In 1659 he sought to be reconciled with George Fox, from whom he had become estranged, but was rebuffed. William Dewsbury was at last instrumental in bringing a reconciliation, and James Nayler resumed his Quaker service, 'living in great self-denial and very jealous of himself'.
In 1660, after his release, he set out on foot for the north, intending to go home to his wife and children. On the way, he was robbed and bound, and found towards evening in a field. He was taken to a Friend's house near King's Ripton, where he died. These were some of his last words:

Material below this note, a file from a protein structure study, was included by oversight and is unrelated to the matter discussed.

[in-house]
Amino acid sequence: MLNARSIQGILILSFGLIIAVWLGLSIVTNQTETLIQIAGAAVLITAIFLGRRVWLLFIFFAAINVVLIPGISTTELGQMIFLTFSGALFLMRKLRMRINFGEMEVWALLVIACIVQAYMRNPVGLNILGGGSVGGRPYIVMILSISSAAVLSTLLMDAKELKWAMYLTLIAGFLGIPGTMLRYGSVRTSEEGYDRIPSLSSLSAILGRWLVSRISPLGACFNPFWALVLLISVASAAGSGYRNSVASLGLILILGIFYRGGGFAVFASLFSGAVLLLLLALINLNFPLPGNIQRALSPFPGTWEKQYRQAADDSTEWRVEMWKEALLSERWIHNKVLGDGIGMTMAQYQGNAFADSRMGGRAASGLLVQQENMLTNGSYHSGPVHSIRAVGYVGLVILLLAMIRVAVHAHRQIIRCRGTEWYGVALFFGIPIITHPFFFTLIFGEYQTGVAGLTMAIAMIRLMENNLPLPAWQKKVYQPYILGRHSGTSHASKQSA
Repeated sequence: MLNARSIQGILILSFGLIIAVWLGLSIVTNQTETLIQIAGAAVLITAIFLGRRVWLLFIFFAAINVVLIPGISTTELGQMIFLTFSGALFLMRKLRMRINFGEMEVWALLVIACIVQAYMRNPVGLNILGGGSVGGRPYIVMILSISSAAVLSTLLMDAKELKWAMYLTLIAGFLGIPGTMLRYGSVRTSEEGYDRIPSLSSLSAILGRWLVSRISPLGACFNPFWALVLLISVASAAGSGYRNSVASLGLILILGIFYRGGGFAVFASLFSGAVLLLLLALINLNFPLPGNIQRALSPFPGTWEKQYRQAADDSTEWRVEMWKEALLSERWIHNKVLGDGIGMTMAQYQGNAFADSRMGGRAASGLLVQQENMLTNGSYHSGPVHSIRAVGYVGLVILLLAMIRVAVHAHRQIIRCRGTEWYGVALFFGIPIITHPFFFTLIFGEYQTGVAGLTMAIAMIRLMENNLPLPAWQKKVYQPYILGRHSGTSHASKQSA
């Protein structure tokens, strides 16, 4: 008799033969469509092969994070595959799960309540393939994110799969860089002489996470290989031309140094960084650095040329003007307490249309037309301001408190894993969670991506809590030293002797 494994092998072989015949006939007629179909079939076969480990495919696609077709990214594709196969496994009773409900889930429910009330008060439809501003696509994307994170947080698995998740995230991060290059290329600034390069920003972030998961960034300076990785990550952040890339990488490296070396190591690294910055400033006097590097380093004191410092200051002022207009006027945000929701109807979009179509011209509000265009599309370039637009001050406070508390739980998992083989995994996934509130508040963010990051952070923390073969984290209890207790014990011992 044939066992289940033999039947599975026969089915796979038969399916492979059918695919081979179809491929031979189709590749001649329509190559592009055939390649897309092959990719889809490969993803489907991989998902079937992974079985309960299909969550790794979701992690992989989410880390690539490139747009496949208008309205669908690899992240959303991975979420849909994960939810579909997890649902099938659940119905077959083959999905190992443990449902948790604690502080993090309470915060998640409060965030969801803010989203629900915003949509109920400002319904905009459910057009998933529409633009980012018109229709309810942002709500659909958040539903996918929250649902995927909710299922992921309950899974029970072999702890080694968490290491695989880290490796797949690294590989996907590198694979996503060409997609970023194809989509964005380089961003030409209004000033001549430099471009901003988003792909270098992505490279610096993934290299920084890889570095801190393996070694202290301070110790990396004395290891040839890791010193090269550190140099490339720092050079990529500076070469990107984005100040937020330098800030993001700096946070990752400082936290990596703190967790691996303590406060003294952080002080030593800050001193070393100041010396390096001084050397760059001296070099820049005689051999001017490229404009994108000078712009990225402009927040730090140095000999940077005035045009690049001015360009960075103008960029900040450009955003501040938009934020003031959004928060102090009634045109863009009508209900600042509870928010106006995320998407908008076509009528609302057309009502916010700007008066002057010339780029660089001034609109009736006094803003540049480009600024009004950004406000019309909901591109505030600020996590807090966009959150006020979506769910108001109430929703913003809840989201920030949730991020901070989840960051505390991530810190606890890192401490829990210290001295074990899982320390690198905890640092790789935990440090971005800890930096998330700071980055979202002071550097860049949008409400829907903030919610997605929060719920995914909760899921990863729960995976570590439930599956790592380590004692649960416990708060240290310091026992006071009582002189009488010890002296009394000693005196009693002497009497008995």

There is a spirit which I feel that delights to do no evil, nor to revenge any wrong, but delights to endure all things, in hope to enjoy its own in the end. Its hope is to outlive all wrath and contention, and to weary out all exaltation and cruelty, or whatever is of a nature contrary to itself. It sees to the end of all temptations. As it bears no evil in itself, so it conceives none in thoughts to any other. If it be betrayed, it bears it, for its ground and spring is the mercies and forgiveness of God. Its crown is meekness, its life is everlasting love unfeigned; it takes its kingdom with entreaty and not with contention, and keeps it by lowliness of mind. In God alone it can rejoice, though none else regard it, or can own its life. It's conceived in sorrow, and brought forth without any to pity it, nor doth it murmur at grief and oppression. It never rejoiceth but through sufferings; for with the world's joy it is murdered. I found it alone, being forsaken. I have fellowship therein with them who lived in dens and desolate places in the earth, who through death obtained this resurrection and eternal holy life.